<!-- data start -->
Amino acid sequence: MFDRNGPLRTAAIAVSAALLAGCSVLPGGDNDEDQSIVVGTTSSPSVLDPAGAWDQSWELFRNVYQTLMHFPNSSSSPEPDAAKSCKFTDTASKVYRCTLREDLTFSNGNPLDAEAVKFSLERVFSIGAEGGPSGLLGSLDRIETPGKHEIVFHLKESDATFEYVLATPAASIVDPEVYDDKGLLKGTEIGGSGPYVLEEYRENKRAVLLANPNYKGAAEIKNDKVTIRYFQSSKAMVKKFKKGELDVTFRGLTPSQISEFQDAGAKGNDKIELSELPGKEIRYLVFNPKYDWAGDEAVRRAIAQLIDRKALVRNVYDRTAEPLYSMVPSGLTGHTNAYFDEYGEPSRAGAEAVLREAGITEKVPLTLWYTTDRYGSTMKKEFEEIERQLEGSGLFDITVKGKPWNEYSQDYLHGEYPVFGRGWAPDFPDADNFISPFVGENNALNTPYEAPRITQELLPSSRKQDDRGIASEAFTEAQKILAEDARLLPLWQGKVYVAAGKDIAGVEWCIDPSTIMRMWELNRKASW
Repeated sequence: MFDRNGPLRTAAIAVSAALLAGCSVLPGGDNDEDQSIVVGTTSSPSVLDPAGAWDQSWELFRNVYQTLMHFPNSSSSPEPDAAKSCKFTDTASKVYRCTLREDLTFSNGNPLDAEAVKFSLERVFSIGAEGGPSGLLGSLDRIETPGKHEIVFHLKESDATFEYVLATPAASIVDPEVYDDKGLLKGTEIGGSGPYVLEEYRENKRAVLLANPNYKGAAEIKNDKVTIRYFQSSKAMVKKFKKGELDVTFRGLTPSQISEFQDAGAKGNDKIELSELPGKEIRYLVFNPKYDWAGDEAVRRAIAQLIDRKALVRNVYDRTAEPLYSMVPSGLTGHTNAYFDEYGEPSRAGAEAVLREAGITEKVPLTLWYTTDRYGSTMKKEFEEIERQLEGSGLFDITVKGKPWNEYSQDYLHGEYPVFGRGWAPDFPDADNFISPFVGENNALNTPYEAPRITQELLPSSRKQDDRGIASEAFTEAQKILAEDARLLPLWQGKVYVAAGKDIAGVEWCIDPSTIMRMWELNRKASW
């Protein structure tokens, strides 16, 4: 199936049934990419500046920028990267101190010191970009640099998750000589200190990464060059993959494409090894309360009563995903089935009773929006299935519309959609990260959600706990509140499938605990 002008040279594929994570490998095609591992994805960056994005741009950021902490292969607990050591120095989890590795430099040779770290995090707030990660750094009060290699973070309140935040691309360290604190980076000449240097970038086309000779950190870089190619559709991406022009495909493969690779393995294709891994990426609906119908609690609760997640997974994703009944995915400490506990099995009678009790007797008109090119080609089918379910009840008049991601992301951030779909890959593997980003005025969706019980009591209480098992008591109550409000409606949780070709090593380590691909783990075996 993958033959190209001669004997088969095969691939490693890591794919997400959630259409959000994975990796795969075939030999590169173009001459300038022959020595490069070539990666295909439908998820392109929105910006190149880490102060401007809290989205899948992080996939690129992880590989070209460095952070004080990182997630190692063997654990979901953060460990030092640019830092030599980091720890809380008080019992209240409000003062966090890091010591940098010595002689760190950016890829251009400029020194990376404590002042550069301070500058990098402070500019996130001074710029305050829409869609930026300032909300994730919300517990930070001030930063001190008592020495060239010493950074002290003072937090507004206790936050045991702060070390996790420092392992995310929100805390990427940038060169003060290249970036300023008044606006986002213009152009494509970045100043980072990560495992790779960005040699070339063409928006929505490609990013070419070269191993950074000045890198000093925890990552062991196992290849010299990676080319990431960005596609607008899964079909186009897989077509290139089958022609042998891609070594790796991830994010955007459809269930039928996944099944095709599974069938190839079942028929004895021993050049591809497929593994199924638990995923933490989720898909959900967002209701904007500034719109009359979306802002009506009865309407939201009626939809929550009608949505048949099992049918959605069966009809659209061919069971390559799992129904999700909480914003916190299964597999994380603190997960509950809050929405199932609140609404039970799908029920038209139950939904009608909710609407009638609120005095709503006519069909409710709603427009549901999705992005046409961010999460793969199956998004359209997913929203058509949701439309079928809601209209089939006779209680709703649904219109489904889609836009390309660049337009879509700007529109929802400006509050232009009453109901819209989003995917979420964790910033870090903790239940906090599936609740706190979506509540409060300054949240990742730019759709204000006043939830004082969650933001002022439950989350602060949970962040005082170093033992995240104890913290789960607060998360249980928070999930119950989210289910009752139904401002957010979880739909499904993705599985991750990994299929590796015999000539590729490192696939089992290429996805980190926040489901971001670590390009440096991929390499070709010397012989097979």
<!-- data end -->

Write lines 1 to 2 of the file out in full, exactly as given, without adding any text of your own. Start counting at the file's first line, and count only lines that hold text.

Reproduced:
Amino acid sequence: MFDRNGPLRTAAIAVSAALLAGCSVLPGGDNDEDQSIVVGTTSSPSVLDPAGAWDQSWELFRNVYQTLMHFPNSSSSPEPDAAKSCKFTDTASKVYRCTLREDLTFSNGNPLDAEAVKFSLERVFSIGAEGGPSGLLGSLDRIETPGKHEIVFHLKESDATFEYVLATPAASIVDPEVYDDKGLLKGTEIGGSGPYVLEEYRENKRAVLLANPNYKGAAEIKNDKVTIRYFQSSKAMVKKFKKGELDVTFRGLTPSQISEFQDAGAKGNDKIELSELPGKEIRYLVFNPKYDWAGDEAVRRAIAQLIDRKALVRNVYDRTAEPLYSMVPSGLTGHTNAYFDEYGEPSRAGAEAVLREAGITEKVPLTLWYTTDRYGSTMKKEFEEIERQLEGSGLFDITVKGKPWNEYSQDYLHGEYPVFGRGWAPDFPDADNFISPFVGENNALNTPYEAPRITQELLPSSRKQDDRGIASEAFTEAQKILAEDARLLPLWQGKVYVAAGKDIAGVEWCIDPSTIMRMWELNRKASW
Repeated sequence: MFDRNGPLRTAAIAVSAALLAGCSVLPGGDNDEDQSIVVGTTSSPSVLDPAGAWDQSWELFRNVYQTLMHFPNSSSSPEPDAAKSCKFTDTASKVYRCTLREDLTFSNGNPLDAEAVKFSLERVFSIGAEGGPSGLLGSLDRIETPGKHEIVFHLKESDATFEYVLATPAASIVDPEVYDDKGLLKGTEIGGSGPYVLEEYRENKRAVLLANPNYKGAAEIKNDKVTIRYFQSSKAMVKKFKKGELDVTFRGLTPSQISEFQDAGAKGNDKIELSELPGKEIRYLVFNPKYDWAGDEAVRRAIAQLIDRKALVRNVYDRTAEPLYSMVPSGLTGHTNAYFDEYGEPSRAGAEAVLREAGITEKVPLTLWYTTDRYGSTMKKEFEEIERQLEGSGLFDITVKGKPWNEYSQDYLHGEYPVFGRGWAPDFPDADNFISPFVGENNALNTPYEAPRITQELLPSSRKQDDRGIASEAFTEAQKILAEDARLLPLWQGKVYVAAGKDIAGVEWCIDPSTIMRMWELNRKASW